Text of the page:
"Colored Rule in the Reconstructed (?) State."
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“Colored Rule in the Reconstructed (?) State.”

Although Thomas Nast was an ardent supporter of equal rights, he often resorted to racial and ethnic stereotypes in his Harper’s Weekly cartoons. Questioning the actions of some southern black Republican legislators, in the cartoon on the left Nast drew the figure of “Columbia,” symbol of the nation, chiding: “You are aping the lowest whites. If you disgrace your race in this way you had better take back seats.” Nast got a taste of his own medicine in this answering cartoon (right) on the cover of the New York Daily Graphic, entitled "I Wonder How Harper’s Artist Likes To Be Offensively Caricatured Himself?" Such consciousness in the press about offensive imagery would not last long. By the 1880s, with the end of a national commitment to black equality, racist stereotypes characterized most published cartoons and illustrations.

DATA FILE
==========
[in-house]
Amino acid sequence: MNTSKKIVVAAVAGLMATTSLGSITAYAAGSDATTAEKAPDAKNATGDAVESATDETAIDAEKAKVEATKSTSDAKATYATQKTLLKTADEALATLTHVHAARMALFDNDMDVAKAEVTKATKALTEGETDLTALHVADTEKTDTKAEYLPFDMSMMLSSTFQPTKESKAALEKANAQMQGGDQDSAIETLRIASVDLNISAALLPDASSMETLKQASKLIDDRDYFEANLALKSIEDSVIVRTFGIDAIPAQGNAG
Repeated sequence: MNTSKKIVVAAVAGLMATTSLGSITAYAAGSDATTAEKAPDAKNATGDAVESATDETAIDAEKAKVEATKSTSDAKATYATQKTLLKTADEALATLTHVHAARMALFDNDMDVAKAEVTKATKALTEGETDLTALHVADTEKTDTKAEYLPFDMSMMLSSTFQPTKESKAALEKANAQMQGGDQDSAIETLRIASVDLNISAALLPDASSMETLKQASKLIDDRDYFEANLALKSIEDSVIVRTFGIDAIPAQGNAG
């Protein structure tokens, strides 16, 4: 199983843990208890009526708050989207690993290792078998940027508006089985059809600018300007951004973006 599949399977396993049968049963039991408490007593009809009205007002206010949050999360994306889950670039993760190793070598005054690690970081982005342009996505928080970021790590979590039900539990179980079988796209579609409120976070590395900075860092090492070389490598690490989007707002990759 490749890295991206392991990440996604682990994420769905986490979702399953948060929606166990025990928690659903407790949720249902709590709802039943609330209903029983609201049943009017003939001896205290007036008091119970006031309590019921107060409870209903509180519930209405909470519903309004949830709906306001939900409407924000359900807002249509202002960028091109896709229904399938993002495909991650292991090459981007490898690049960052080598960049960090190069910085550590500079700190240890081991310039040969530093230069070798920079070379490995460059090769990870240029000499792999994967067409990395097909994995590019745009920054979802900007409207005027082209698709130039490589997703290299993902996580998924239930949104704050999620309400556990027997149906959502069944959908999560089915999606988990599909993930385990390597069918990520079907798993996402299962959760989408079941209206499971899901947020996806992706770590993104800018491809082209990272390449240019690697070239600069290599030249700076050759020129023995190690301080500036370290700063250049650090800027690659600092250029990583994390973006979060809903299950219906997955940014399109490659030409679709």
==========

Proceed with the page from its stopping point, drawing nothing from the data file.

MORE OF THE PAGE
Source: Thomas Nast, Harper’s Weekly, March 14, 1874; Th. Wust, New York Daily Graphic, March 11, 1874—American Social History Project.